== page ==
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Toolbox Library, primary resources thematically organized with notes and discussion questionsOnline Seminars, professional development seminars for history and literature teachersThe Triumph of Nationalism/The House Dividing, 1815-1850
The Triumph of Nationalism/The House Dividing
Topic: Culture of the Common ManTopic: Cult of DomesticityTopic: ReligionTopic: ExpansionTopic: America in 1850
Topic: Expansion
Overview of Triumph of Nationalism
Resource Menu: Expansion
Text 1. Charles Sellers
Text 2. Hezekiah Niles
Text 3. Elias Boudinot
Text 4. Lewis Cass
Text 5. James Glover Baldwin
Text 6. George Fitzhugh
» Reading Guide
•  Link

Text 7. Henry David Thoreau
Text 8. Harriet Beecher Stowe


RESOURCE MENU » Reading Guide Link

Reading Guide
6.  George Fitzhugh, Sociology for the South; or, The Failure of Free Society, 1854
Ch. 5: "Negro Slavery"


Lewis Cass believed that racial characteristics prevented the Indians' successful integration into the market economy. However, the racial characteristics of Africans brought to this country as slaves offered no such impediments; at least that is what George Fitzhugh argues in his Sociology. A defense of slavery and the South, Sociology is something more as well. Fitzhugh defends slavery on the grounds that it "christianizes, protects, supports and civilizes" those under its sway, whom he characterizes as childlike, improvident, wild, and vulnerable. But not wicked or inhuman, and that's important. He further contends that "slavery [in the South] relieves [the slave] from a far more cruel slavery in Africa, or from idolatry and cannibalism, and every brutal vice and crime that can disgrace humanity." Up to this point Fitzhugh is a fairly typical apologist for slavery, but in the end he announces that "this peculiar question of negro slavery [is] of very little importance." Slavery and the South in general provide him a base from which to critique America's emerging market economy, indeed to critique progress and modernity themselves. While defending slavery, Fitzhugh argues for the welfare of the soul, for moral and intellectual improvement. Approximately 5 1/4 pages.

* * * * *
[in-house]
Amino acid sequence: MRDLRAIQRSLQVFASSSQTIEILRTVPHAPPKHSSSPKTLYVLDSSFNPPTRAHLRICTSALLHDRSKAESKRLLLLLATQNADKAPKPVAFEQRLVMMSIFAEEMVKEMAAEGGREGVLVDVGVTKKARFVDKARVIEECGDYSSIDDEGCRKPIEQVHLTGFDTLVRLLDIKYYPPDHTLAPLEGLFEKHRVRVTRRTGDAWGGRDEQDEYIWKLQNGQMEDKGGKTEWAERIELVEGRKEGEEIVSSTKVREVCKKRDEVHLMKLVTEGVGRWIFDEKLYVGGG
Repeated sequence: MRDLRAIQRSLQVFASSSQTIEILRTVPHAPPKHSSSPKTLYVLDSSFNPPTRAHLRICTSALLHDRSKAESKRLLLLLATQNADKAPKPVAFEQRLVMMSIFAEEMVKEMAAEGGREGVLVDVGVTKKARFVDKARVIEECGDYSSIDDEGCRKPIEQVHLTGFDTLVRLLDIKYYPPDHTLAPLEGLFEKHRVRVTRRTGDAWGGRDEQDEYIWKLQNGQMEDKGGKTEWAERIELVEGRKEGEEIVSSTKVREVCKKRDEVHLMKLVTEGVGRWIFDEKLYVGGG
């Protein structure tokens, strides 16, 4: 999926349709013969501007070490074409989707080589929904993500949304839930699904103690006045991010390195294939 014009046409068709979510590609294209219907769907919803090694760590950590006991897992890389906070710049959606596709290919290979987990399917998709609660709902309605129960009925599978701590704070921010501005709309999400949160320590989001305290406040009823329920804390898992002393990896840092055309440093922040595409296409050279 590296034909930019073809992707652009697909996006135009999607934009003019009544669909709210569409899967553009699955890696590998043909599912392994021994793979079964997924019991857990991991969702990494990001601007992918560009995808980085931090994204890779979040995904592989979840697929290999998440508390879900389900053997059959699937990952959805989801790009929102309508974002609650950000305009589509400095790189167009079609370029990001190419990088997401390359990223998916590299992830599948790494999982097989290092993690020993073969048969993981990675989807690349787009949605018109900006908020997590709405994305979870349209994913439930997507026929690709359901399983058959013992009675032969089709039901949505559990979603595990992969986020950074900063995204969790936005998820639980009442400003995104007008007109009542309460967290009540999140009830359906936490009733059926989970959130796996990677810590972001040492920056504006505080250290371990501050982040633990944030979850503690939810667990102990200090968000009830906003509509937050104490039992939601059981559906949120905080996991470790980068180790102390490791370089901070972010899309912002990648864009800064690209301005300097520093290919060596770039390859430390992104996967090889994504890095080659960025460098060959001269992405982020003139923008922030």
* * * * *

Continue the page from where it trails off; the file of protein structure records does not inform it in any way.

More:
Discussion questions
  ·  Compare Fitzhugh's portrayal of Africans with Boudinot's and Cass's portrayals of Indians.
  ·  What characteristics does each focus on? Why, in Fitzhugh's view, are Africans compatible with the market economy? Why, in Cass's view, are Indians not? Why would Fitzhugh and Cass hold these views?
  ·  How does Fitzhugh portray the urban, industrial North?
  ·  What similarities do Fitzhugh's arguments share with Thoreau's in Walden? How do their arguments differ?
  ·  Why, in Fitzhugh's view, would the South's people, including its slaves, be better off if the region detached itself from the national market economy?
  ·  Fitzhugh wants the South to industrialize. If it did so, what, in his view, would prevent it from becoming as soulless as the North?
  ·  What does Fitzhugh mean by a "free society"?
  ·  How does Fitzhugh critique progress?


Reading highlights
  ·  Note Fitzhugh's use of the ancient past.
  ·  Note how he uses family imagery.


» Link


Topic Framing Questions
  •  How did the various people living in the United States in the first half of the nineteenth century respond to the emergence of a national market economy?




Toolbox: The Triumph of Nationalism / The House Dividing
Common Man | Cult of Domesticity | Religion | Expansion | America in 1850

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